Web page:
The Complete Amnesiac
Andrew Buchanan
6 Jan 2002 v0.1
28 Jan 2007 v0.2
DRAFT!
(Comments welcome)

There are elements in a chess game which are not visible in the diagram. These are collectively called "state". The most important such elements are (a) castling rights (b) en passant status & (c) who has the move. Diagram + State = Position. [1] Many retro chess problems are about state.

Wherever possible the solver should be able to reason about the diagram and answer any necessary questions about state that are not addressed in the stipulation. Conventions have also been established to determine state in cases where ambiguity still remains.

The goal of this article is to classify problems where during the course of solving the problem, we deliberately forget about state. We call these cases of amnesia. Most of these involve castling and en passant state only: the problems normally keep rigorous track of who has the move, even if this does not alternate in the regular way.

The initial position in a chess composition is like the first scene in a novel or a movie, or like waking up in the morning. For a moment, we don't know exactly where we are: we don't know our state. Let's call this state waking amnesia. The metaphor is not exact: as we watch a movie, or as we wake up, more information floods through to us about the state. We find out that the protagonist is Prince of Denmark and has a ghostly father, or we remember our own name and that we are in a hotel that we checked into the night before, etc. In a chess problem, there is no more information about the past, but for example, as soon as the first move is played there can be no more mystery about en passant.

The Quantum Logic problems of Frolkin et al. are examples of acute amnesia. After a move or two, the position is deliberately plunged into waking amnesia again, by restarting the composition, in one phase. We forget about the history of the position, and the state, and as a result have to reapply the conventions once to tell us what is legal.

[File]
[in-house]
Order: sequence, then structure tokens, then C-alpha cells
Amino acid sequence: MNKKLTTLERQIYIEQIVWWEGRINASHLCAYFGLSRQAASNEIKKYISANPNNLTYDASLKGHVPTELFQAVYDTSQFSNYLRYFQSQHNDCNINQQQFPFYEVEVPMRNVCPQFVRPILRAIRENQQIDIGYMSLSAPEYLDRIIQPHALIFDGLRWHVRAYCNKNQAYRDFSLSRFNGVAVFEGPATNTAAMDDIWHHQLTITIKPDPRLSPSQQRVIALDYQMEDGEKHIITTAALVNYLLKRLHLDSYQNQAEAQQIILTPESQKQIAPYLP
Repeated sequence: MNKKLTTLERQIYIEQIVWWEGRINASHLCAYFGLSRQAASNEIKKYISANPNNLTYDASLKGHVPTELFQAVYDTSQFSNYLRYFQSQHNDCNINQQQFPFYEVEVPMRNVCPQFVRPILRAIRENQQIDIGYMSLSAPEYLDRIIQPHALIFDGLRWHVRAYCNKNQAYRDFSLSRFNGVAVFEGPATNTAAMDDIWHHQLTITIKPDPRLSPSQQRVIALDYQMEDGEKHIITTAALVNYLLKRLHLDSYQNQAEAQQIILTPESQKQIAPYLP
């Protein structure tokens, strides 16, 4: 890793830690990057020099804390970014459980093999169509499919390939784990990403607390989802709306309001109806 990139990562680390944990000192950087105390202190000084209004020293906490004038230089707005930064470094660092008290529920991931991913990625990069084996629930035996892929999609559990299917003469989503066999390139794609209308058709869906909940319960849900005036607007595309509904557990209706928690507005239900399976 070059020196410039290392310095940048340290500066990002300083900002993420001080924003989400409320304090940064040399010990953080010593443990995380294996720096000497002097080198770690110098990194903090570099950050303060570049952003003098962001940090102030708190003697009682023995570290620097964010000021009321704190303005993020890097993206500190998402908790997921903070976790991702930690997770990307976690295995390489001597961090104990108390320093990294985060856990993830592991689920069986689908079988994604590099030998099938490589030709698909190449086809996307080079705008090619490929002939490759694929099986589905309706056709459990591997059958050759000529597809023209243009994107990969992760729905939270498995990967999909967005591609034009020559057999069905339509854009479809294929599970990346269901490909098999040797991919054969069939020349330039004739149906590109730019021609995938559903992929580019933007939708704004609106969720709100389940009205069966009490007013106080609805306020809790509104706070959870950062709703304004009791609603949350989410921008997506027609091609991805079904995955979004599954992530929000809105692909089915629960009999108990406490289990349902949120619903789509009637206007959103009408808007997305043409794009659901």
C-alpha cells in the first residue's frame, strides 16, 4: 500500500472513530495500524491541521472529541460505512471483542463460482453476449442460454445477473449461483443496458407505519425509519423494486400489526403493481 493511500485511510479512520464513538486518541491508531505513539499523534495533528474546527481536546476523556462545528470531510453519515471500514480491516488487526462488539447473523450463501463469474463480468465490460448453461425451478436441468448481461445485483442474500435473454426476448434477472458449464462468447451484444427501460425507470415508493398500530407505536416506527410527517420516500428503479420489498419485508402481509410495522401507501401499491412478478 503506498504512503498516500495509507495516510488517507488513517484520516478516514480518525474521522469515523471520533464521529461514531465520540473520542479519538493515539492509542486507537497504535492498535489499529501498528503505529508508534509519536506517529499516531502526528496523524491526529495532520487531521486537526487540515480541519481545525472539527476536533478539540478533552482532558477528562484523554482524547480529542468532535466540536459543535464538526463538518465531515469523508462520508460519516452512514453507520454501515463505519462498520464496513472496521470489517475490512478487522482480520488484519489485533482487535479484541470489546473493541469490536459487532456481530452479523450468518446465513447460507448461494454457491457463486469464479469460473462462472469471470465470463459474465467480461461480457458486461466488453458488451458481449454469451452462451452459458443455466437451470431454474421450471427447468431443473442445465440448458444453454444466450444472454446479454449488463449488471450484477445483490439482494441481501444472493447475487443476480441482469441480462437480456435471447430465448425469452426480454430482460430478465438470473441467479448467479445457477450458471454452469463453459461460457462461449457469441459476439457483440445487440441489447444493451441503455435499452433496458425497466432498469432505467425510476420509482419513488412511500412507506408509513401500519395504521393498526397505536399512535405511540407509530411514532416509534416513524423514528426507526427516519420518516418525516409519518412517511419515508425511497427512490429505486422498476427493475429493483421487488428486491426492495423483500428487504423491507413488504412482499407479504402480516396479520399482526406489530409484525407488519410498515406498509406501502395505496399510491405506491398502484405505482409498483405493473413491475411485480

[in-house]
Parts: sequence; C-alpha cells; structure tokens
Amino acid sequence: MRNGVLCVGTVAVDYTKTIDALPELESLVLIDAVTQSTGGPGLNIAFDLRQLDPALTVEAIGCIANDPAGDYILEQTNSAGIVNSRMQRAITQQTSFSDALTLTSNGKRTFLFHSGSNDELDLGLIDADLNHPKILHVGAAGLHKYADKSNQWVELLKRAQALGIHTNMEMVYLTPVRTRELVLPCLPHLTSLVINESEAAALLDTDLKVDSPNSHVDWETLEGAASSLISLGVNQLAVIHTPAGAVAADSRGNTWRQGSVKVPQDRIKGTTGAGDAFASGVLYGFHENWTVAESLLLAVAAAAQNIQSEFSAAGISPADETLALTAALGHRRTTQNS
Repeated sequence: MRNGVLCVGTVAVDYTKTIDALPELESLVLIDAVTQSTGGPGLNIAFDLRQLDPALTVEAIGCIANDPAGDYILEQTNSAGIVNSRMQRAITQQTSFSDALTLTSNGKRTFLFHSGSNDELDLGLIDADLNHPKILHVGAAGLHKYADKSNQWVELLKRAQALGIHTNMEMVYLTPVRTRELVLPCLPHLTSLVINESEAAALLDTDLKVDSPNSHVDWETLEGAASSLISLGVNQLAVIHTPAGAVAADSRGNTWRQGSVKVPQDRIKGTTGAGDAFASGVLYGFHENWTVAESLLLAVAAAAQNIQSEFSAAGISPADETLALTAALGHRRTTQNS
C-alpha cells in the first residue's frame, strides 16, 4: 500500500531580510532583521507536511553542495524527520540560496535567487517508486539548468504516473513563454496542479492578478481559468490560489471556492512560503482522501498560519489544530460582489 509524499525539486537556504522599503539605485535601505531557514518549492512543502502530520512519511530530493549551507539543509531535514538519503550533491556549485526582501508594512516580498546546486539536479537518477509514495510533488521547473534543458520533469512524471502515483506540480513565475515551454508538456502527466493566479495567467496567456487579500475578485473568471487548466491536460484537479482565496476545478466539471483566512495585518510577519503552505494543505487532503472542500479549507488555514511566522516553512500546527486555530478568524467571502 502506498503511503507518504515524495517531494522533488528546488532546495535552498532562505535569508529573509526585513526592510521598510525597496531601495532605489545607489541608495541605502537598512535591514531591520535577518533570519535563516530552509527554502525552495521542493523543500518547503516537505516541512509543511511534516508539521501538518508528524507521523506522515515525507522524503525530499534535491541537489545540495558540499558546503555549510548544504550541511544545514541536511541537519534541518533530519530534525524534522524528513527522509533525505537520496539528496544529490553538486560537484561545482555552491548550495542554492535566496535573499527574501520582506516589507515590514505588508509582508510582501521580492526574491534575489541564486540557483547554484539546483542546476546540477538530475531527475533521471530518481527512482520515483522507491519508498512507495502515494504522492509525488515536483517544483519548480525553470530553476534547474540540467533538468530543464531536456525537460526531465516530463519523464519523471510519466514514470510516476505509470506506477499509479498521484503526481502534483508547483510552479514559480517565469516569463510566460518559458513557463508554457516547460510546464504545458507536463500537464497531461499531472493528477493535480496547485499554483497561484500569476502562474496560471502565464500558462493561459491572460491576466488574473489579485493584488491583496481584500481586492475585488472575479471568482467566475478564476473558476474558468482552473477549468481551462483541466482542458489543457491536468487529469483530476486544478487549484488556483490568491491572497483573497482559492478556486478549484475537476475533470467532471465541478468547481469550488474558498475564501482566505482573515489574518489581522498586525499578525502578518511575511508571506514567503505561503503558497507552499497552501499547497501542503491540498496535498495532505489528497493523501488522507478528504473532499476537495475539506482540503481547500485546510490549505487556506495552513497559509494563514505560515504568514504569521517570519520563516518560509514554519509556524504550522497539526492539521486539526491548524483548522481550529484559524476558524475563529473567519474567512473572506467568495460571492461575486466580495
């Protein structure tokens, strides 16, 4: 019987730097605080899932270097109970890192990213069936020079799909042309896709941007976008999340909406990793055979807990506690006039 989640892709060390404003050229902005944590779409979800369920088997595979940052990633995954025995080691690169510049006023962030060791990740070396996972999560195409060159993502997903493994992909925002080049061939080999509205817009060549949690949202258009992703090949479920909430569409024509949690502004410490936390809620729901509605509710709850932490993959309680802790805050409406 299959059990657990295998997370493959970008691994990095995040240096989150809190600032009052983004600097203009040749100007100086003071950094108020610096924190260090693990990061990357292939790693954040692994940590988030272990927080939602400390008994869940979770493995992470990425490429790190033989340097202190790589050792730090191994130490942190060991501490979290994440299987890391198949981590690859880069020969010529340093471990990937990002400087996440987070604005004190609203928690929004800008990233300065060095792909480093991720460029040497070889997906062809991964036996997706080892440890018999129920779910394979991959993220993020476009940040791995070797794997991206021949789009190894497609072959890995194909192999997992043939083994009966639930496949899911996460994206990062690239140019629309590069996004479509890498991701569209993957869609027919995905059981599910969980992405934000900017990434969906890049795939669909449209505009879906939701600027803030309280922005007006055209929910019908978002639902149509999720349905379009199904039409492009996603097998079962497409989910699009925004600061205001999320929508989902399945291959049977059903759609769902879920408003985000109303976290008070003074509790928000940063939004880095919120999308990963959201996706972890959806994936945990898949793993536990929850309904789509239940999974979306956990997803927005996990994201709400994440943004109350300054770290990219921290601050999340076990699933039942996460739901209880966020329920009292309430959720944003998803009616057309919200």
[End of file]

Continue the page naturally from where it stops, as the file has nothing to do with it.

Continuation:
The disease is more severe in the case of Consequent Series Movers. Here we suffer from chronic amnesia; after every move, the same person is newly to play again, and we have no idea about the history of the position, except knowing that it must be legal. But it could be worse: note that in a consequent series help mate, after the final Black move, we do not lose state before the initial White move.[2][3]

In complete amnesia it is worse. In a complete amnesia problem, after every move we lose track of state, whether or not there is a change as to the player. A composition may still have the players correctly alternating in move. There is still the requirement that each position be legal.

All orthodox chess problems may be regarded as suffering from chronic amnesia, which never cuts in because the alternation of players is strictly adhered to, so there can never be any bout of waking amnesia. However, this does give us the chance to create some generalized genres, which subsume both orthodox problems and consequent series movers under the rubric of chronic amnesia.

The first of these is the marseillais. Here the solver is given a sequence for the moves, for example Black moves twice then White moves twice to mate. In the example here, Amnesia would happen here (and the conventions apply) before every move except White's first (since that follows correctly after a Black move).

The second of these is the niçois. This is like the marseillais, except the solver is just told, e.g. "four single moves" but not which player should take each move. However, waking amnesia would happen after any move followed by the same player to move. It is still a requirement that for a player to move, it must be legal for that player to move. In a sense, this is still not fairy chess! At every point we are hopping from one legal position to another - it's just we aren't taking the regular route.

It would be possible to create complete amnesiac versions of both these genres.

And it would be possible to go further still, to forget how many moves have taken place, what the stipulation is, where the pieces are on the diagram, or even that one is engaged in solving a chess problem. But this way madness lies…

Notes:
[1] Occasionally other elements are relevant: for draw by repetition or the 50 move rule. But these are excluded from the definition of position (or otherwise a position could never be repeated).
[2] Note that the Retro Corner definition of Consequent Series Movers is in error, in implying that CSM is complete, not chronic amnesia.
[3] This is not the same as "regular" non-consequent series movers. This is a fairy genre where we do not concern ourselves whether the intermediate positions are legal at all, and therefore no retrograde analysis is possible. This genre is not discussed further in this article.

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